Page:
Carbondale's community connector

GarCo commissioners continue CRMS road discussions

Locations: News Published

By John Colson

Sopris Sun Correspondent

A road-related dispute between Colorado Rocky Mountain School and its neighbors to the north, in the unincorporated community of Satank, apparently will play out at a meeting of the Garfield Board of County Commissioners (BOCC) on May 4 in Glenwood Springs.

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And one outcome of that meeting could be whether the school will be forced to undo some of its recent moves involving a historic road that bisects the campus property.

At issue is a series of actions taken by the school that critics say have affected the public right-of-way of County Road 106 through the CRMS campus, which is located to the west of town where West Main Street turns into CR106.

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Founded in 1953 by the late John and Anne Holden, the school was built on both sides of CR106, on land donated to the school by Harold “Shorty” Pabst, of the Pabst Brewing Company family in Wisconsin. Pabst, also a former mayor of Aspen, died in 2005.

Years ago the county acceded to a school request to eliminate auto traffic on CR106, which passed through the school, on through Satank and over a historic bridge across the Roaring Fork River to link with Colorado Highway 82, along what was once the main road between Glenwood Springs and Carbondale.

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The county agreement to close off auto traffic on CR106 through the school coincided with the closure of that historic bridge, known as The Pink Bridge or the Satank Bridge, which was deemed unsafe.

The only road into Satank is now Dolores Way, built over land deeded to the county by the school, as a way for Satank residents to get to and from Highway 133, Carbondale, and the intersection of Highway 133 with Highway 82.

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In recent years the school, expressing concerns about security and student safety, has tried to get the county to vacate CR106 and let the school take possession of the right-of-way, but as recently as last year the BOCC declined.

Satank residents have persistently maintained that they regularly use the old CR106 right of way as a pedestrian or cycling route, in order to get into Carbondale by way of West Main Street, or to get up into the Thompson Creek drainage on CR108 past the Spring Gulch cross country ski area.

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In the ensuing years since the old right-of-way was closed to traffic, the school has built a berm at the north end of the right-of-way, which was said to be needed to keep headlights from shining into the windows of faculty housing at that end of campus. The berm effectively restricted the pedestrian/bicycling public use of the old right-of-way to a narrow trail leading from Dolores Way into the campus.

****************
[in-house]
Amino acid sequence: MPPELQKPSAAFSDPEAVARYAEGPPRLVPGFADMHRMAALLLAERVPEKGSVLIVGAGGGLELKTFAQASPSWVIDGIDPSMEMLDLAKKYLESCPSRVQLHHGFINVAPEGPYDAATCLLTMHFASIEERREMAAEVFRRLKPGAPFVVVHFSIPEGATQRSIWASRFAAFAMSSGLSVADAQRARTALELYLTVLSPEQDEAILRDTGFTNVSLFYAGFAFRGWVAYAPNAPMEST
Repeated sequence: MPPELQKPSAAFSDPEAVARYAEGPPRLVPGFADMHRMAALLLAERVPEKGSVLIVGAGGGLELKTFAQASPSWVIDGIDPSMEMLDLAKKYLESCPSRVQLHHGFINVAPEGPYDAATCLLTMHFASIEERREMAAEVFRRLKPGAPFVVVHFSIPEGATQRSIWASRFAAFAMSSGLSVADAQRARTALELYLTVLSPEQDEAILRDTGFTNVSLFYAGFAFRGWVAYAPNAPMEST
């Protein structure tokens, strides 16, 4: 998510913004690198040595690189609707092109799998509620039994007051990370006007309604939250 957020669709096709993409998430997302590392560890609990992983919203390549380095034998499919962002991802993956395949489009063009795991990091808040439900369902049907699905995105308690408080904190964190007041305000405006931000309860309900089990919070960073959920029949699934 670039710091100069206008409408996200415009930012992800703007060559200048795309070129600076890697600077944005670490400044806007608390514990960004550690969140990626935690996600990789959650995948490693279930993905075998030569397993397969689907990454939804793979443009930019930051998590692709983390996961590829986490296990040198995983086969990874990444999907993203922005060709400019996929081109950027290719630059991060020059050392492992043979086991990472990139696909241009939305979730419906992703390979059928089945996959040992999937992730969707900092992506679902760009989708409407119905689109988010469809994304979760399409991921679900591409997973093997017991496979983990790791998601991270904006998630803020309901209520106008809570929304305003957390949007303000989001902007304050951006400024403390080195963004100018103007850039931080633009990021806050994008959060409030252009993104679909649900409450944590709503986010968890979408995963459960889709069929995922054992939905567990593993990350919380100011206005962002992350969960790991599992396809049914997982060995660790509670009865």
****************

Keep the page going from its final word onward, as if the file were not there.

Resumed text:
And in the past couple of months, the school has rerouted the southern end of the right-of-way inside the campus boundary, where it meets the remaining CR106 connection to West Main Street or the connection to CR108 and CR109 leading to the Aspen Glen subdivision.

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The rerouting of the right-of-way has eliminated what was a straight-shot entry into the campus.

In addition, the school has built both a fence and now a cinder-block structure, which together appear to sit in the historic right-of-way, according to Satank residents.

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The structure, according to CRMS Headmaster Jeff Leahy, is to form the core of a new sign.

“That is the foundation for what will ultimately be a beautiful ornamental sign identifying the main entrance to our campus (not a wall),” Leahy wrote in an e-mail to The Sopris Sun on Tuesday. “The sign and its location are on all the drawings and other documents we submitted to the county when we went through the application for a new driveway; in addition, a separate application for the sign itself was also approved by the county.”

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Leahy has declined to comment on the broader accusations from Satank residents, and he and other school officials have maintained that everything they have done had county approvals.

But in a recent meeting of the BOCC, at least one county commissioner was quoted as being alarmed by the school’s actions involving the road.

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“In my opinion, we have a closure of a (county) road without a proper permit, that was done in violation,” said BOCC Chairman John Martin, according to a published account of a meeting on April 6, adding that the school’s actions should be the subject of a future meeting.

One Satank resident, neighborhood activist Jeannie Perry, last week complained to Garfield County officials about the school’s actions, out of concern that the school was hoping to close off public use of CR 106 entirely.

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Perry wrote in an e-mail to The Sopris Sun this week that the county’s code enforcement officer, Wade Patton, told her that any county action concerning the fence and the cinderblock structure, which Satank residents refer to as a “wall,” would be up to the county commissioners (editor’s disclosure: Perry is a columnist for The Sopris Sun).

In an earlier e-mail to The Sopris Sun, Perry wrote, “This wall is a waste of school resources, as it will have to come down. It was constructed in the public ROW without public notice or approval (and on the weekend.)”

Published in The Sopris Sun on April 30, 2015.